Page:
Tuesday 10 March 2020

Podcast on perspectives of caregivers of children with cancer in India on their journey to accessing timely cancer diagnosis and treatment

I am glad to share a podcast https://www.ghccpod.com/22-the-labyrinth/ was conducted by Dr Mark Zobeck based on one our recent pieces of work in trying to understand the experiences of the caregivers of children with cancer in India as they obtain their diagnosis and start treatment.

I quote from his link

How does a child with cancer in India access care?
If you’ve ever had an illness that was difficult to diagnose, you know that navigating the medical system can be incredibly frustrating. Bouncing back and forth between doctors, taking time off of work or school, waiting for hours upon hours, all while you don’t feel well and do not know what is going on with your body is enough to drive anyone crazy. Unfortunately for families of children with cancer, they know this feeling all too well. Childhood cancer can be very difficult to diagnose and the journeys that families undergo to find answers and receive care can be long and grueling. 
To better understand these journeys, Drs. Neha Faruqui, Ramandeep Arora, and their colleagues have studied what they call the “healthcare labyrinth” of accessing childhood cancer care in India. Through discussions with parents and caregivers, they classified the major themes that contribute to difficult or prolonged paths to care. Today on the podcast, we will discuss their findings from their many hours of listening to the families’ stories.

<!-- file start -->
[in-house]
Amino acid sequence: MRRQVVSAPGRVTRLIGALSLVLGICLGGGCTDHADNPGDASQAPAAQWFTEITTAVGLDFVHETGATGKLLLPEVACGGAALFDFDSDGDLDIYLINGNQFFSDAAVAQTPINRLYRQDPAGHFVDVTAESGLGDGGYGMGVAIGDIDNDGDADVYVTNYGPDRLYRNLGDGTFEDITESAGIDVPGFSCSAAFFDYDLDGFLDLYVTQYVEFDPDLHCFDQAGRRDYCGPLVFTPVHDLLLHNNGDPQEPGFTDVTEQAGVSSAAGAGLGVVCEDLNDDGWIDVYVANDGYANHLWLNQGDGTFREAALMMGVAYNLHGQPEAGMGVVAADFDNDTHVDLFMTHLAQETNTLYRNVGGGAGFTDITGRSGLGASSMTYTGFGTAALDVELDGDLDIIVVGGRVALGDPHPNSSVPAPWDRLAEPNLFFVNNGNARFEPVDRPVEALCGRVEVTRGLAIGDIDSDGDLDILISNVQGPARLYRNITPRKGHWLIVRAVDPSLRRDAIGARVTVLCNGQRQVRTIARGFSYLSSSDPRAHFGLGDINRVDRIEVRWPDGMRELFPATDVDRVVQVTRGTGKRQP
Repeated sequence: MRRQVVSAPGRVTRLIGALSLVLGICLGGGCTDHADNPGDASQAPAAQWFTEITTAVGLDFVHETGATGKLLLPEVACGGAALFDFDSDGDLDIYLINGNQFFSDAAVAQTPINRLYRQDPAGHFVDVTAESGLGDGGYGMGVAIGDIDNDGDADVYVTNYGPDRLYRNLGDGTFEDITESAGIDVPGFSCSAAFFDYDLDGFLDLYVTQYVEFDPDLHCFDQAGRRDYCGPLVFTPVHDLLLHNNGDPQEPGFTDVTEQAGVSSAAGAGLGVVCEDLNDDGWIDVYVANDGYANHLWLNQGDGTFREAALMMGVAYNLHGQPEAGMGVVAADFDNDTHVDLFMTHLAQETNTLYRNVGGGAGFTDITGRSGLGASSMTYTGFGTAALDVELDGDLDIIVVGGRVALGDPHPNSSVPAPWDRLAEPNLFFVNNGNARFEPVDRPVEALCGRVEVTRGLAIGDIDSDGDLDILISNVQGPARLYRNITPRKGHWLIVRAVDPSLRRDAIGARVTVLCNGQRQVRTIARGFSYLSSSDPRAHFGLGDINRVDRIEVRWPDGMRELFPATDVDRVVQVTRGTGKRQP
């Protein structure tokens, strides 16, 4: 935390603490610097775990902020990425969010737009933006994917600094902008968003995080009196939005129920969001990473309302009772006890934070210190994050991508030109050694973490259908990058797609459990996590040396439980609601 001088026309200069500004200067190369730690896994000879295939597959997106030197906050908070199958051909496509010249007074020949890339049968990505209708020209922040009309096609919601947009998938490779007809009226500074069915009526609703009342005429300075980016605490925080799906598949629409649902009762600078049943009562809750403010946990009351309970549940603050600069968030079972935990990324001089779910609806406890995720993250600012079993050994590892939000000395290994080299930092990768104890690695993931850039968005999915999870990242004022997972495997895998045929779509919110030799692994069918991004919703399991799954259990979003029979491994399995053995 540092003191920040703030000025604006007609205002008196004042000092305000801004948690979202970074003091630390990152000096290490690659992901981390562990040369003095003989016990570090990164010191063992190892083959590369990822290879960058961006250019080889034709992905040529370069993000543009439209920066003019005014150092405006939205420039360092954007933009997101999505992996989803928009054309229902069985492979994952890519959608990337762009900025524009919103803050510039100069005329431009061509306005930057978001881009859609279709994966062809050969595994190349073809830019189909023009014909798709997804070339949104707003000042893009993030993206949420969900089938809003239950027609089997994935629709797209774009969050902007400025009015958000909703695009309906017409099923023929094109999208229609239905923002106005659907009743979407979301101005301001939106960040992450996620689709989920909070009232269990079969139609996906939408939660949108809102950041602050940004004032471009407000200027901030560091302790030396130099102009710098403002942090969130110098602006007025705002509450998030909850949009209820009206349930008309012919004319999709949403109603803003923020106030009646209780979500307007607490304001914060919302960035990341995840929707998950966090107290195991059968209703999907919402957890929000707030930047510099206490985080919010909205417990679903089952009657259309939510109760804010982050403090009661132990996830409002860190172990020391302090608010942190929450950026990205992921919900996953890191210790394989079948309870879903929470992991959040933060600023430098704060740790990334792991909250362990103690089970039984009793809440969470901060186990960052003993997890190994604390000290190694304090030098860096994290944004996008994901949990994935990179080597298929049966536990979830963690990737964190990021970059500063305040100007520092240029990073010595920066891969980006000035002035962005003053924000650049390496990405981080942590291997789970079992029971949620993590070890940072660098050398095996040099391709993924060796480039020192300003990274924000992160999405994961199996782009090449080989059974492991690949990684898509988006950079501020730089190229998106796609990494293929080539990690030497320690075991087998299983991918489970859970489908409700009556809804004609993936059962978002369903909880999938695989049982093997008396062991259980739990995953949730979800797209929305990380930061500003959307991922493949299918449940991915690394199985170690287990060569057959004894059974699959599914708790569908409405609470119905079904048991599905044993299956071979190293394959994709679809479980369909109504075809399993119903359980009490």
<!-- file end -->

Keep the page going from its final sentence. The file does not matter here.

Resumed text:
I would encourage anyone listening to the podcast to also read their paper. As I say in the podcast, it reads more like a novel than a journal article, and I found myself emotionally invested in the way the parents described their journeys. It made me appreciate anew how important it is to establish robust health systems that can rapidly identify patients and refer them to appropriate tertiary care.
Lastly, this discussion is not meant to be a criticism of the Indian healthcare system. It is an enormous system that is responsible for caring for 1.3 billion people! There are many things it does very well! But of course, there are things that can be improved. As Dr. Arora says in the episode, this paper, and our discussion is about listening to the caretakers to discover how providers everywhere can better care for not only the patient during treatment but for the entire family through the entire cancer experience. 

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